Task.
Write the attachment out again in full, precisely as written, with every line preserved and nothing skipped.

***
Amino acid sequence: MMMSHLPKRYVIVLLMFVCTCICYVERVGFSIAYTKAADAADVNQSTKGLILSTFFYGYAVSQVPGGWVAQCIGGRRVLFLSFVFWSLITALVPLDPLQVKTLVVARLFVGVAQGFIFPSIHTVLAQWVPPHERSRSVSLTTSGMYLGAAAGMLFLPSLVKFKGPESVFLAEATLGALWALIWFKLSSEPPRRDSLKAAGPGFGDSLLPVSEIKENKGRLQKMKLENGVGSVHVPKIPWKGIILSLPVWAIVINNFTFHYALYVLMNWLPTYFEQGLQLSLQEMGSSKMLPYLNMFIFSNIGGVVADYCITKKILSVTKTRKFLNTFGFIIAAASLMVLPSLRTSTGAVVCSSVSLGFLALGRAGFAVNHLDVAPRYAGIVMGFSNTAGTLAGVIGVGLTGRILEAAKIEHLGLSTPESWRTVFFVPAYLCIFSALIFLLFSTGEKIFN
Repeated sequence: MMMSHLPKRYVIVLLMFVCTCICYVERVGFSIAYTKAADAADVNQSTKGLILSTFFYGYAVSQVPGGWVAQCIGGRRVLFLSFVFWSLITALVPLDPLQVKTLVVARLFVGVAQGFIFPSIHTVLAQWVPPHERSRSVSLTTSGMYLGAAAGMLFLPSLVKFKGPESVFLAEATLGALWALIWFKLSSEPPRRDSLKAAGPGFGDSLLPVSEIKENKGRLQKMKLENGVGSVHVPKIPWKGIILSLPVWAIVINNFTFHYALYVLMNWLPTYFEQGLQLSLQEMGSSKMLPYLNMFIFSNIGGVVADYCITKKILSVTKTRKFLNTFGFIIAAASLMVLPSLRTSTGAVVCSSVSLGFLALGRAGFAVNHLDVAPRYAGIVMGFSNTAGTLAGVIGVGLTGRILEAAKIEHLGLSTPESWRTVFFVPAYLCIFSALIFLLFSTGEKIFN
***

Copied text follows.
Amino acid sequence: MMMSHLPKRYVIVLLMFVCTCICYVERVGFSIAYTKAADAADVNQSTKGLILSTFFYGYAVSQVPGGWVAQCIGGRRVLFLSFVFWSLITALVPLDPLQVKTLVVARLFVGVAQGFIFPSIHTVLAQWVPPHERSRSVSLTTSGMYLGAAAGMLFLPSLVKFKGPESVFLAEATLGALWALIWFKLSSEPPRRDSLKAAGPGFGDSLLPVSEIKENKGRLQKMKLENGVGSVHVPKIPWKGIILSLPVWAIVINNFTFHYALYVLMNWLPTYFEQGLQLSLQEMGSSKMLPYLNMFIFSNIGGVVADYCITKKILSVTKTRKFLNTFGFIIAAASLMVLPSLRTSTGAVVCSSVSLGFLALGRAGFAVNHLDVAPRYAGIVMGFSNTAGTLAGVIGVGLTGRILEAAKIEHLGLSTPESWRTVFFVPAYLCIFSALIFLLFSTGEKIFN
Repeated sequence: MMMSHLPKRYVIVLLMFVCTCICYVERVGFSIAYTKAADAADVNQSTKGLILSTFFYGYAVSQVPGGWVAQCIGGRRVLFLSFVFWSLITALVPLDPLQVKTLVVARLFVGVAQGFIFPSIHTVLAQWVPPHERSRSVSLTTSGMYLGAAAGMLFLPSLVKFKGPESVFLAEATLGALWALIWFKLSSEPPRRDSLKAAGPGFGDSLLPVSEIKENKGRLQKMKLENGVGSVHVPKIPWKGIILSLPVWAIVINNFTFHYALYVLMNWLPTYFEQGLQLSLQEMGSSKMLPYLNMFIFSNIGGVVADYCITKKILSVTKTRKFLNTFGFIIAAASLMVLPSLRTSTGAVVCSSVSLGFLALGRAGFAVNHLDVAPRYAGIVMGFSNTAGTLAGVIGVGLTGRILEAAKIEHLGLSTPESWRTVFFVPAYLCIFSALIFLLFSTGEKIFN